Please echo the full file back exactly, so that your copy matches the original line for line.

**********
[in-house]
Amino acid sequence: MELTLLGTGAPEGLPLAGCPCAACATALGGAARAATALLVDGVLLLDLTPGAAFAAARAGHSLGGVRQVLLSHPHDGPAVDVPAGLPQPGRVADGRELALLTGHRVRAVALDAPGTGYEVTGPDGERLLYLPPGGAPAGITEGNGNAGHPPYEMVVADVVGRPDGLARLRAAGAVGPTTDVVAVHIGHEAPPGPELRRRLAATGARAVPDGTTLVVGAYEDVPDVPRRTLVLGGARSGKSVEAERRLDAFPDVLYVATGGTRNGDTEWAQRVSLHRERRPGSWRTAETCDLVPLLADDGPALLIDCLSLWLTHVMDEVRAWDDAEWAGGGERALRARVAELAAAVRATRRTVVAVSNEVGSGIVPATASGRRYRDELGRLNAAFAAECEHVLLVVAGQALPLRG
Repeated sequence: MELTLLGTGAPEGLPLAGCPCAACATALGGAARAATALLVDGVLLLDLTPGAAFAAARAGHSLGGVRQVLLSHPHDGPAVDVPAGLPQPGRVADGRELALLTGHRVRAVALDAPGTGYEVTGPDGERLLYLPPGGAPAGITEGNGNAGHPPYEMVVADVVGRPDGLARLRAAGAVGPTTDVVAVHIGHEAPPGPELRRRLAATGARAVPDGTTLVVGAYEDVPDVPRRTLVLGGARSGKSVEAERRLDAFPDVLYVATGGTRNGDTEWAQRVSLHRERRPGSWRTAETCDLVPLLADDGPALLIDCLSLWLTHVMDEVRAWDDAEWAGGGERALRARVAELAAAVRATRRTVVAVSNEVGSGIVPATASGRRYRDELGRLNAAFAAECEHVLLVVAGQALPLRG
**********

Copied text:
[in-house]
Amino acid sequence: MELTLLGTGAPEGLPLAGCPCAACATALGGAARAATALLVDGVLLLDLTPGAAFAAARAGHSLGGVRQVLLSHPHDGPAVDVPAGLPQPGRVADGRELALLTGHRVRAVALDAPGTGYEVTGPDGERLLYLPPGGAPAGITEGNGNAGHPPYEMVVADVVGRPDGLARLRAAGAVGPTTDVVAVHIGHEAPPGPELRRRLAATGARAVPDGTTLVVGAYEDVPDVPRRTLVLGGARSGKSVEAERRLDAFPDVLYVATGGTRNGDTEWAQRVSLHRERRPGSWRTAETCDLVPLLADDGPALLIDCLSLWLTHVMDEVRAWDDAEWAGGGERALRARVAELAAAVRATRRTVVAVSNEVGSGIVPATASGRRYRDELGRLNAAFAAECEHVLLVVAGQALPLRG
Repeated sequence: MELTLLGTGAPEGLPLAGCPCAACATALGGAARAATALLVDGVLLLDLTPGAAFAAARAGHSLGGVRQVLLSHPHDGPAVDVPAGLPQPGRVADGRELALLTGHRVRAVALDAPGTGYEVTGPDGERLLYLPPGGAPAGITEGNGNAGHPPYEMVVADVVGRPDGLARLRAAGAVGPTTDVVAVHIGHEAPPGPELRRRLAATGARAVPDGTTLVVGAYEDVPDVPRRTLVLGGARSGKSVEAERRLDAFPDVLYVATGGTRNGDTEWAQRVSLHRERRPGSWRTAETCDLVPLLADDGPALLIDCLSLWLTHVMDEVRAWDDAEWAGGGERALRARVAELAAAVRATRRTVVAVSNEVGSGIVPATASGRRYRDELGRLNAAFAAECEHVLLVVAGQALPLRG